It has been a long time since I’ve written. Truth be told that is a result of deep discouragement. When last I wrote I was hopeful that the months of cyclical sickness were at an end and we were on an upswing. Unfortunately that has not been the case. Kids got sick, Matt got sick, kids got well, Nicholas got sick, Matt got mostly better, Nicholas is still coughing but inhalers seem to help. I was working through Nick’s sleep schedule (which was totally thrown off by illness) and feeling like we were about to be 100%. I was getting into a good stay-at-home mom groove, and then on Saturday I began feeling all too recently familiar sensations in my lower back. It is certainly not as bad as it was, but it has put all progress on the home front on hold.
All this sickness and pain has really taken a toll on me. I am not as patient when I’m in pain. I cannot accomplish anything when I can’t move. Even lifting the baby to his high chair isn’t doable for me right now. Inability on my part seems to highlight the innate differences between Matt and I. We just do not see things the same way. I shouldn’t be surprised. Many months ago as we were driving along I voiced a revelation to Matt “I’m beginning to understand that other people don’t see things the way I do.” I’m all about order and responsibility and he’s all about thinking and dreaming. We are — a perfect match, but the differences and pain could give way to frustration. I am resisting the urge to expect him to be an exact replacement of me on a good day in the midst of my neediness.
While I’m down, I’ve had so many friends offer to help in very practical ways. Instead of being immediately grateful, I’ve felt ashamed. So maybe as we (hopefully) catapult out of the cycle of illness, I must need address my pride. And I know that’s what it is, otherwise the temptation to delete pride wouldn’t be so strong. When I’m at my best, I love to give. When I’m at my worst, it’s not that I like to withhold, it’s more that I have a hard time graciously receiving.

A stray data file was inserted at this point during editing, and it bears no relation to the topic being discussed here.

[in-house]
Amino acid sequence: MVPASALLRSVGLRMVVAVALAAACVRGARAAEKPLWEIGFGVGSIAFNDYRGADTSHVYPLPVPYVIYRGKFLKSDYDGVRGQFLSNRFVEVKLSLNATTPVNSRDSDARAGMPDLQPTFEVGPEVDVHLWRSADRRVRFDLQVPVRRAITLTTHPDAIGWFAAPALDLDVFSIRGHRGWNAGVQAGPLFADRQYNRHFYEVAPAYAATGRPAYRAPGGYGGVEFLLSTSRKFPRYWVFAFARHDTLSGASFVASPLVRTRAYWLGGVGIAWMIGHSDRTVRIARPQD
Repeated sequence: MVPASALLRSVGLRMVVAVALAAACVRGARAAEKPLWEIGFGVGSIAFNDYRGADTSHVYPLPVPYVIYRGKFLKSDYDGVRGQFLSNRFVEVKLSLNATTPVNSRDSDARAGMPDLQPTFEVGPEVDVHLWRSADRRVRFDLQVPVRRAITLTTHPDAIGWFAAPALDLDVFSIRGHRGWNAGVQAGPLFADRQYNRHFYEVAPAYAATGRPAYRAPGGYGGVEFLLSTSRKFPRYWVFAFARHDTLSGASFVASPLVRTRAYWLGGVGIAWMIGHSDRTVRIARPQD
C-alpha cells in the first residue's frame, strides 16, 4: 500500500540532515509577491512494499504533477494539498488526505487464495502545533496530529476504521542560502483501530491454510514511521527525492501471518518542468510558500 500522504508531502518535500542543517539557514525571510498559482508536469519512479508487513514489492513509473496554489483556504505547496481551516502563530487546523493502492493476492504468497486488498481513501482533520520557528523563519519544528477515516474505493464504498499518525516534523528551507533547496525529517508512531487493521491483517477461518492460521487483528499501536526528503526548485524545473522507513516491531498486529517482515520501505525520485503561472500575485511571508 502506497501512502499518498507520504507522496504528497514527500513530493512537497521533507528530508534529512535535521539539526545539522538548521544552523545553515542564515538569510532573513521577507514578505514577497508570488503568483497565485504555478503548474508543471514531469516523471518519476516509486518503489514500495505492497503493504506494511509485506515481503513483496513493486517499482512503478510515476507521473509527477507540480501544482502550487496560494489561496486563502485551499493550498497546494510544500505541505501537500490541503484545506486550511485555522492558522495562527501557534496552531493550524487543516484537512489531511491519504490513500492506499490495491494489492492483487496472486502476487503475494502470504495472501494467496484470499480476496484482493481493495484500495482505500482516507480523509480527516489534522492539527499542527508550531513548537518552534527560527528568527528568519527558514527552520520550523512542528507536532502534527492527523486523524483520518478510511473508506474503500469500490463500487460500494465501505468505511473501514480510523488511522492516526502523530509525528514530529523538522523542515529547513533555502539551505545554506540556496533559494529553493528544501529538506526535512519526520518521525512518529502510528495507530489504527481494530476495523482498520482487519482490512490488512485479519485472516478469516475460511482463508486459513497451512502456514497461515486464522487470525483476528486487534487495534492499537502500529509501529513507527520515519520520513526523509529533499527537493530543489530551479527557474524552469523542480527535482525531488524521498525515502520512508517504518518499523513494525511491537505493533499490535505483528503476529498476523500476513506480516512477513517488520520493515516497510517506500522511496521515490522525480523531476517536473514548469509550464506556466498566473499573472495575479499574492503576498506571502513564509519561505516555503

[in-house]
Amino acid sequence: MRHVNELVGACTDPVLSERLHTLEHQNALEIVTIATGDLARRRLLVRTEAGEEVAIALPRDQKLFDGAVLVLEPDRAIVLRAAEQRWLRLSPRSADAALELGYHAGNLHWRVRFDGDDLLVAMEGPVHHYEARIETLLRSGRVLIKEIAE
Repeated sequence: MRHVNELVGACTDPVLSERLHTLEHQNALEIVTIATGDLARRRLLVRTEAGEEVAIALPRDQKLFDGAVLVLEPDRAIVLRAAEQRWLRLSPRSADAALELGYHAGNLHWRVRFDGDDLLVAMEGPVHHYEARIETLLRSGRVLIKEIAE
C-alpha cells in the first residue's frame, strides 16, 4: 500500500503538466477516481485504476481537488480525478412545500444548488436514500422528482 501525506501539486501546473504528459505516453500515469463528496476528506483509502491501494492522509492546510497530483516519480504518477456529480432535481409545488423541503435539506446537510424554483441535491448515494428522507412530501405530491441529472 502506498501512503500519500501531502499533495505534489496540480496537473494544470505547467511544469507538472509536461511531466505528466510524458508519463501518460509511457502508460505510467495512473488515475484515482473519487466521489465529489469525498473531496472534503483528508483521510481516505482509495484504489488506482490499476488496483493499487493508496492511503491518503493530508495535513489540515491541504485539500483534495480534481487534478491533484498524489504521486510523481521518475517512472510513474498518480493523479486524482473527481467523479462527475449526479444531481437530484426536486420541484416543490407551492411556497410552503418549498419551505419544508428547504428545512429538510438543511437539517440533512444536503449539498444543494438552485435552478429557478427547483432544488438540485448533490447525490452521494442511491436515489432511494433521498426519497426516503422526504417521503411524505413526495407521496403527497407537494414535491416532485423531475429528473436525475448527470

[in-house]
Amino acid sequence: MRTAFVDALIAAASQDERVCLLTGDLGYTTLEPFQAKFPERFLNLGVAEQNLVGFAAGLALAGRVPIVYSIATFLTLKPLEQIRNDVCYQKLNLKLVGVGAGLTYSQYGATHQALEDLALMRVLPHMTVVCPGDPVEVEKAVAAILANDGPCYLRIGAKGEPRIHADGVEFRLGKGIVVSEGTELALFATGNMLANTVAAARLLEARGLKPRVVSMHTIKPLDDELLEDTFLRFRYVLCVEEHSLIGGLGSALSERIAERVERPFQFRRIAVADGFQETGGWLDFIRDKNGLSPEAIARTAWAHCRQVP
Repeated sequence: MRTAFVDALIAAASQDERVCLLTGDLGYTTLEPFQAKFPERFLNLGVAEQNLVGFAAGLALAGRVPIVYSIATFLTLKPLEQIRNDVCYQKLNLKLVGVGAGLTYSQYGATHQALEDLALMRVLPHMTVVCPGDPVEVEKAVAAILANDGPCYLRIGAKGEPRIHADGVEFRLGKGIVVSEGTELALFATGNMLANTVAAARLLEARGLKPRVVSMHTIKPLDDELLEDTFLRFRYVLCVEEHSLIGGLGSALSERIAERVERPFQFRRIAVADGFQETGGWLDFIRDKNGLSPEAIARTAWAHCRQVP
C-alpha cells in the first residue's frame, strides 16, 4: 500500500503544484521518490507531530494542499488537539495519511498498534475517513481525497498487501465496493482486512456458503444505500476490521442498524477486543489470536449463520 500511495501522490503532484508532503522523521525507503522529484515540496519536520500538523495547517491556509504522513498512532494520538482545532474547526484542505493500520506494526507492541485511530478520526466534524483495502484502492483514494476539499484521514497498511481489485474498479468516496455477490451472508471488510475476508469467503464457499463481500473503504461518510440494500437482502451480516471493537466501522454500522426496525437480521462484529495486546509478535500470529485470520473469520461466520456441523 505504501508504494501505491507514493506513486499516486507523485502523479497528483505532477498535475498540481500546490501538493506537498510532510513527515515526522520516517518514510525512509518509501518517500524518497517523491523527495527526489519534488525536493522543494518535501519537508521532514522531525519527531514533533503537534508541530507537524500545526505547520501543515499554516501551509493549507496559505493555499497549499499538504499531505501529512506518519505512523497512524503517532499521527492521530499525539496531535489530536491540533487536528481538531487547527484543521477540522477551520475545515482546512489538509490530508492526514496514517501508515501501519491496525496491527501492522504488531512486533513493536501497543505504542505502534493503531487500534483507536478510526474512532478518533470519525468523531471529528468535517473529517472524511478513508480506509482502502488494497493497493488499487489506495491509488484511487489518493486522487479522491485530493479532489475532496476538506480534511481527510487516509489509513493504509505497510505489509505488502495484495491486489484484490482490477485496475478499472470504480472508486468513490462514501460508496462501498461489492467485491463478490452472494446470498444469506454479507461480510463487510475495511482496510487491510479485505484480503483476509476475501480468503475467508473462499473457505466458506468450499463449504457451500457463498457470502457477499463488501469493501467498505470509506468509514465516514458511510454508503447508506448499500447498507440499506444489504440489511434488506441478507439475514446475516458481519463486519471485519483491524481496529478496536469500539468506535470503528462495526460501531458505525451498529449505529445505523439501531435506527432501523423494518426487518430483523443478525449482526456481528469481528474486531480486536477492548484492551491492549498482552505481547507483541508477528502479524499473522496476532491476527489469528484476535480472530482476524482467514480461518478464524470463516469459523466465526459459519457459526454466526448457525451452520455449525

Recently we went to our daughter’s first school program. She was so excited and serious about this performance, and I was struck by one of the lines of her poem. “When I don’t have a perfect day, God smiles at me.” I look at my children each night and my heart overflows with gratitude for the gift they each are; that I have been entrusted with the weighty privilege of raising them. It doesn’t matter how hard the day was; how many times I had to redirect them, train their hearts, discipline in the midst of a tantrum … when it comes to the end of the day and I look at my three sleeping miracles, I smile.
Parenting so often reflects the Father’s heart for us. I want the best for my children, but often that means “tough love” … discipline. The best for them is to have their hearts turned toward me and Matt, so that we can turn their hearts to the Lord. I am in that place as a child of God right now. I can feel him so dearly speaking to my heart, “Lindsey, you needn’t be so proud. I have given you friends not only for companionship, but also for in times of need.” Thank you, Lord that you can gently and compassionately redirect a heart that has strayed from your best.
As I begin to turn my heart toward him today, I am encouraged at the thought of being known … of being seen … of his presence filling our home and his peace our hearts.
“The Lord your God is among you, a warrior who saves. He will rejoice over you with gladness. He will bring you quietness with his love. He will delight in you with shouts of joy.”
Zephaniah 3:17 HCSB